Malcolm Hutcheson Portraits from the Naila Lahore’s Waste Water Problem
Exposing the negative turns present into past. Unfortunately photography cannot look into the future. It is primarily concerned with highlighting the problems not in describing the solutions. But when it comes to recording a plainly untenable situation it is powerfully persuasive. I work in Pakistan with a traditional handmade wooden camera in which I develop the negatives at the time of exposure, a sort of primitive Polaroid.
It is time consuming, an audience gathers, the subject remains motionless for the exposure, usually over a second and every photograph becomes an interactive event. The negative bares the marks of the camera and of the processing conditions. There is nothing candid about this work yet I hope it is revelatory, of the people and of their lives. Pakistan suffers from an increase in demand for water and a reduced capacity to supply it. Compounding this are two additional problems: a lack of government activity and ignorance amongst the population as to the dangers of pollution. In Lahore people have had other things on their minds. There have been bombings, political uncertainty, rising food prices, and the lack of electricity which causes six hours of power cuts per day across the entire city. The last of these problems is due to bad planning and little investment in the major infrastructure needed with the high rate of population growth. A similar situation exists in the water economy.
The result is a poorly maintained, antiquated sewage system. 90% of Lahore’s sewage, domestic and industrial, pours untreated into the local aquatic environment. It flows mainly into the Ravi River which lies on the edge of the city. However, for several months of the year the waters of the Ravi are diverted for irrigation and then the waste water collects in stagnant pools in the dry river bed, the banks of which are lined with rubbish. It is difficult to think of a better way to leach toxins into the ground water reserves. The pollution of this sweet water is such that the municipal wells have to be sunk deeper each year. Toxins have reached as far as 100 metres down into the groundwater. Though unaware of the long term risks to health, it is never out of choice that people work in such disagreeable conditions. These photographs show the people who have to work with waste water, either maintaining the system or making money from using it.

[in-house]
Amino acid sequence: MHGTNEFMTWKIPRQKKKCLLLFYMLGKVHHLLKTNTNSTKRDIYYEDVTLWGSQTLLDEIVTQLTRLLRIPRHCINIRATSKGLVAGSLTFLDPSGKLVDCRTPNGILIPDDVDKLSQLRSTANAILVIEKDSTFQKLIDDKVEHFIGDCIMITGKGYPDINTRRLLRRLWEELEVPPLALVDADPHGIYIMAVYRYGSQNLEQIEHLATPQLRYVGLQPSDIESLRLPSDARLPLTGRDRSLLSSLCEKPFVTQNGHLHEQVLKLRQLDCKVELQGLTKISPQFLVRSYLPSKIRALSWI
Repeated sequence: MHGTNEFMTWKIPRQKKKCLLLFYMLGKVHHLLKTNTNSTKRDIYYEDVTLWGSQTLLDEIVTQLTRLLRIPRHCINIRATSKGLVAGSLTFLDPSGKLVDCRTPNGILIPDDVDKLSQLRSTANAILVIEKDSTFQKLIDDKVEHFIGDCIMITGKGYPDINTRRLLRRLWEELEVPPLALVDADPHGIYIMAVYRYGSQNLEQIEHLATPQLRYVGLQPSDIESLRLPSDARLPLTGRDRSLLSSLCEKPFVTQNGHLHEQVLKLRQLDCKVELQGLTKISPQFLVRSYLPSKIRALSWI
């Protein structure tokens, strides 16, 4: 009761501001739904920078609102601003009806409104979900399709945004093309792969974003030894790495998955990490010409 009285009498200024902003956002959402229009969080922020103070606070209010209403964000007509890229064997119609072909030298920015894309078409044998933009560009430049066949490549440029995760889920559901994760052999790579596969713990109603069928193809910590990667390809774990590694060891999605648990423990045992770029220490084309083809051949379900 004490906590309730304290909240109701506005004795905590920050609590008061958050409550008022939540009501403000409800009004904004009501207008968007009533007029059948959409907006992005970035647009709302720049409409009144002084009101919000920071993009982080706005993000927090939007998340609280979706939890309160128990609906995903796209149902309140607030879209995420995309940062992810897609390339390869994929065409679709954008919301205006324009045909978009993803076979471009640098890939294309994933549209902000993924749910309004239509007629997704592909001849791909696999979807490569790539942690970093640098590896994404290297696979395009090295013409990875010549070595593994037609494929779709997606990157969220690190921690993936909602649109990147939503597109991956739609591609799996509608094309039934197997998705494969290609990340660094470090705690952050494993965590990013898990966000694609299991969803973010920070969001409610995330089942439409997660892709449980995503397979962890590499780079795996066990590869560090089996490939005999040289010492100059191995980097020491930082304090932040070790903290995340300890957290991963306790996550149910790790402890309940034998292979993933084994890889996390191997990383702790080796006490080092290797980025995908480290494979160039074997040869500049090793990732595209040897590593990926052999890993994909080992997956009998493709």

About the photographer
Malcolm Hutcheson works in Pakistan with a traditional handmade wooden camera from which he develops negatives at the time of exposure. He has shown his work in international exhibitions at various galleries in Lahore. The Photographers’ Gallery, London and the Nordlicht, Kiel. He won an Observer Hodge Award in 1996 and his book The Majesty of Mughal Decoration: The Art and Architecture of Islamic India was published by Thames and Hudson in 2007. He is Assistant Professor of Photographic Arts and the School of Visual Arts, Beaconhouse National University, Lahore.
Benoit Aquin, The Chinese 'Dust Bowl', 2006-2007
Edward Burtynsky, Selected works, 1996-2007
Jesus Abad Colorado, Landscapes and Battles: Two wings wait for the end of the tragedy, 1995-2002
Thomas Joshua Cooper, The World's Edge - The Atlantic Basin Project, 1998-2006
Sebastian Copeland, Antarctica - The Global Warning, 2006
Christian Cravo, Waters of Hope, Rivers of Tears, 1995-2008
Lynn Davis, Ice, 1988-2007
Carl De Keyzer, Moments before the Flood, 2006-2007
Reza Deghati, War and Peace, 1994-2006
Susan Derges, Eden & The Observer and the Observed, 1991-2008
Malcolm Hutcheson, Lahore's Waste Water Problem, 2008
Chris Jordan, In Katrina's Wake: Portraits of Loss from an Unnatural Disaster, 2005
David Maisel, Terminal Mirage & The Lake Project, 2001-2004
Mary Mattingly, Second Nature and Time Has Fallen Asleep, 2004-2008
Robert Polidori, After The Flood, 2005-2006
Roman Signer, Body of Work, 1976-2000
Jules Spinatsch, Snow Management, 2004-2008
Munem Wasif, Water Tragedy: Climate Refugee of Bangladesh, 2007